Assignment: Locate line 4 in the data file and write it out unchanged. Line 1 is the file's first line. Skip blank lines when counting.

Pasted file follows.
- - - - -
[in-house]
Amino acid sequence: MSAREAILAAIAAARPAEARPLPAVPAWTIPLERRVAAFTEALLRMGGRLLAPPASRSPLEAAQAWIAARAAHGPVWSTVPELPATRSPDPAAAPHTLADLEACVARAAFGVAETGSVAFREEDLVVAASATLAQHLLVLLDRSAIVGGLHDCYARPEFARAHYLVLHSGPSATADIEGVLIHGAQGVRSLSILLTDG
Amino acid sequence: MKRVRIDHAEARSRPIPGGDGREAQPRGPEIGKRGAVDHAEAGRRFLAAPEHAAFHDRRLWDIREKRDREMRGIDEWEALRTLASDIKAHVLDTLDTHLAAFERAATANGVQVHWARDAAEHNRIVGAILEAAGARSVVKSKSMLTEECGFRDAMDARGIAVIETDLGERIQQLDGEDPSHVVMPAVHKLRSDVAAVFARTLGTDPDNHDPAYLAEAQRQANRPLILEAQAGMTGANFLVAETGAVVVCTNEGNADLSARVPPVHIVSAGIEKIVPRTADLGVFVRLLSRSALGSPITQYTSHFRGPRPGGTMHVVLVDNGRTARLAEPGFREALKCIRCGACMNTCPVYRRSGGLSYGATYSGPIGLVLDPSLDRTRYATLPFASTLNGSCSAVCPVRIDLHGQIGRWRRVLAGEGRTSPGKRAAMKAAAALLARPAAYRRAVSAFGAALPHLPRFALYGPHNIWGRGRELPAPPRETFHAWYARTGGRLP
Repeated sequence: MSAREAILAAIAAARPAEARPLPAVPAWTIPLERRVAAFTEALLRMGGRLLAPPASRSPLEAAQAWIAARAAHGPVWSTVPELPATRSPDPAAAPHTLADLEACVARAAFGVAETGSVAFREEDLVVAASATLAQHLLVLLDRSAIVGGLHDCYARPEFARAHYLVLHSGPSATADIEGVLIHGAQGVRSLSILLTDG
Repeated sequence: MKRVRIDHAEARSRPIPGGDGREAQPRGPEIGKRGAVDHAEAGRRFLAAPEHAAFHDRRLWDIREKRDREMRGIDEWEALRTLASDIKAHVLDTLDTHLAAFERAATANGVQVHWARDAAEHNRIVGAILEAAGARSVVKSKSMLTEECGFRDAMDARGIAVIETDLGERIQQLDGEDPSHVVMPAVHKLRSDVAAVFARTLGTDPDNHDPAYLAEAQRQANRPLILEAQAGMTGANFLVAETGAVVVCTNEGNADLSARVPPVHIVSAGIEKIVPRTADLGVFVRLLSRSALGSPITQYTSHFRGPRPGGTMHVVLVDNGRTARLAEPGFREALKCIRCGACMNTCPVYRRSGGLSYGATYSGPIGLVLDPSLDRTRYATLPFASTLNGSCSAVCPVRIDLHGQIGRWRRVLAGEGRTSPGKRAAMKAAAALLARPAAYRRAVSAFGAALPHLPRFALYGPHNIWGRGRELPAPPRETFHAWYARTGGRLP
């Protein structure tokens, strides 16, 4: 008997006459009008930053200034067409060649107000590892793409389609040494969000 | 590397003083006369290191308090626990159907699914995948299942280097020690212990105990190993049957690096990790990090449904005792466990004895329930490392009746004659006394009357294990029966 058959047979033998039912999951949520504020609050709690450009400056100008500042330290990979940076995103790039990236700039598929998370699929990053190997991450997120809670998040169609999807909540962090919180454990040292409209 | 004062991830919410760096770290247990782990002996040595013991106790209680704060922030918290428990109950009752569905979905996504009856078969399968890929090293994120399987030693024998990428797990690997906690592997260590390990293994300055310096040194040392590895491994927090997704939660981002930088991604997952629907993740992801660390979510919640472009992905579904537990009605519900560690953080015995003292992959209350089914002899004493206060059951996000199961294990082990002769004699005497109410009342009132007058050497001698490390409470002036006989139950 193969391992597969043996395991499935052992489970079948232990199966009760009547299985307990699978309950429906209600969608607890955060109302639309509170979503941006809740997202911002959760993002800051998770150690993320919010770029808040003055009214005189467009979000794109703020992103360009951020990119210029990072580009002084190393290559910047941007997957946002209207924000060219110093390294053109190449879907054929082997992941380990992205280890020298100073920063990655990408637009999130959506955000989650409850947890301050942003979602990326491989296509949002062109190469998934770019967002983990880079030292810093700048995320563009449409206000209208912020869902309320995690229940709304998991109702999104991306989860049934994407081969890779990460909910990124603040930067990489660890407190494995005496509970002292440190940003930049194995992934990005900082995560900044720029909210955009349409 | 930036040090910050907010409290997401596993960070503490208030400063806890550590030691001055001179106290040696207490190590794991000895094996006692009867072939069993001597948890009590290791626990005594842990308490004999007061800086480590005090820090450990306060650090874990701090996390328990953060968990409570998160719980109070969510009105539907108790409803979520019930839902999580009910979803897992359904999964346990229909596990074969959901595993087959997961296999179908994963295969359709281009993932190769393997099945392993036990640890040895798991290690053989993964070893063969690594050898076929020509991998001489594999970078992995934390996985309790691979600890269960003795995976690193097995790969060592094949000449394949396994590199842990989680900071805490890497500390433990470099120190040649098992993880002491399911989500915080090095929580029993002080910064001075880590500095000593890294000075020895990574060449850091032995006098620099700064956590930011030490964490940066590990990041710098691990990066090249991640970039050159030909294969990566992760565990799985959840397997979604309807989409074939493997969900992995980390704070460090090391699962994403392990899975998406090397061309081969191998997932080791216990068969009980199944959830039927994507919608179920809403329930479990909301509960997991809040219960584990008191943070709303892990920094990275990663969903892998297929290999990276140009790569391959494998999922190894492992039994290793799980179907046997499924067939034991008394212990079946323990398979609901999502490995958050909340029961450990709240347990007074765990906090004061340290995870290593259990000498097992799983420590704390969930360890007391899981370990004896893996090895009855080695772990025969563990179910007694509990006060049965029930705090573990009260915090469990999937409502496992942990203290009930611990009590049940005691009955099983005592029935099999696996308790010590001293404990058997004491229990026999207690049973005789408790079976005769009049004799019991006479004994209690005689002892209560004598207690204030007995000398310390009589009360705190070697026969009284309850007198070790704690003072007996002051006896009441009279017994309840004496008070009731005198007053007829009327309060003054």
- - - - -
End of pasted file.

Repeated sequence: MSAREAILAAIAAARPAEARPLPAVPAWTIPLERRVAAFTEALLRMGGRLLAPPASRSPLEAAQAWIAARAAHGPVWSTVPELPATRSPDPAAAPHTLADLEACVARAAFGVAETGSVAFREEDLVVAASATLAQHLLVLLDRSAIVGGLHDCYARPEFARAHYLVLHSGPSATADIEGVLIHGAQGVRSLSILLTDG